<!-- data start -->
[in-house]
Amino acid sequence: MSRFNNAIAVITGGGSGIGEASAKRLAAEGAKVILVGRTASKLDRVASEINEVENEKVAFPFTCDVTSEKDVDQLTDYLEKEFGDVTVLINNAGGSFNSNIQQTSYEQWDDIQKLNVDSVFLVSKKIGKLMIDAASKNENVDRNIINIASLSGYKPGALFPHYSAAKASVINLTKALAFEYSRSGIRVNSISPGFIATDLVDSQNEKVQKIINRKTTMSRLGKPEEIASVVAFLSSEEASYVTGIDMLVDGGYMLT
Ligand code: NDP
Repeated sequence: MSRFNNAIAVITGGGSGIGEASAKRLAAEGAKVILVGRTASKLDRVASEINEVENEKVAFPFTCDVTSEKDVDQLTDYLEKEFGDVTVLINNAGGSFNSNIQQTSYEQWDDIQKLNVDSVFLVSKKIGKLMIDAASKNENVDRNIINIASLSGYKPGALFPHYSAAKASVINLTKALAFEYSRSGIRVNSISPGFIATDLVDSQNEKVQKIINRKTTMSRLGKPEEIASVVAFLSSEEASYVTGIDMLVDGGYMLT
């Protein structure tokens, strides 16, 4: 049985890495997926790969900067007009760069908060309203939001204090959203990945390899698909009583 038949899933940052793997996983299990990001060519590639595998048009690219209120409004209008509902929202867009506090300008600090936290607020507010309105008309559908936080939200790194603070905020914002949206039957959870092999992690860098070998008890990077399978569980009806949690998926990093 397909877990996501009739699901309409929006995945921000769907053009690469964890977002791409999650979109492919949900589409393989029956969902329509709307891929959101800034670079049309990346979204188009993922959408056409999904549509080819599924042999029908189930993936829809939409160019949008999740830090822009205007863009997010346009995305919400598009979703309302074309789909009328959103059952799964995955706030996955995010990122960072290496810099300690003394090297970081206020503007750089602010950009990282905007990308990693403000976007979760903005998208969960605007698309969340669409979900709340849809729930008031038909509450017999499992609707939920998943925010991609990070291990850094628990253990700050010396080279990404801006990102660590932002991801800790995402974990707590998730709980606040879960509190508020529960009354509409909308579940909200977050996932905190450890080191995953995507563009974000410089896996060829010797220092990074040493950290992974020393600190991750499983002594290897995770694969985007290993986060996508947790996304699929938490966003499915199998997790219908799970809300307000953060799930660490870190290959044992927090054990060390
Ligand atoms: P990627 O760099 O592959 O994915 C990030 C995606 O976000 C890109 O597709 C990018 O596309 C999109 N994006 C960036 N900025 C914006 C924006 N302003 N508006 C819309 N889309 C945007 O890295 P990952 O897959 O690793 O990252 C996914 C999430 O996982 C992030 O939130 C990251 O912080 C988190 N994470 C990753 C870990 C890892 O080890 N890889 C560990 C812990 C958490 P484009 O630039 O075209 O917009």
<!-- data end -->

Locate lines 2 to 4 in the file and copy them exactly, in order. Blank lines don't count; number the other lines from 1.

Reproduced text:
Amino acid sequence: MSRFNNAIAVITGGGSGIGEASAKRLAAEGAKVILVGRTASKLDRVASEINEVENEKVAFPFTCDVTSEKDVDQLTDYLEKEFGDVTVLINNAGGSFNSNIQQTSYEQWDDIQKLNVDSVFLVSKKIGKLMIDAASKNENVDRNIINIASLSGYKPGALFPHYSAAKASVINLTKALAFEYSRSGIRVNSISPGFIATDLVDSQNEKVQKIINRKTTMSRLGKPEEIASVVAFLSSEEASYVTGIDMLVDGGYMLT
Ligand code: NDP
Repeated sequence: MSRFNNAIAVITGGGSGIGEASAKRLAAEGAKVILVGRTASKLDRVASEINEVENEKVAFPFTCDVTSEKDVDQLTDYLEKEFGDVTVLINNAGGSFNSNIQQTSYEQWDDIQKLNVDSVFLVSKKIGKLMIDAASKNENVDRNIINIASLSGYKPGALFPHYSAAKASVINLTKALAFEYSRSGIRVNSISPGFIATDLVDSQNEKVQKIINRKTTMSRLGKPEEIASVVAFLSSEEASYVTGIDMLVDGGYMLT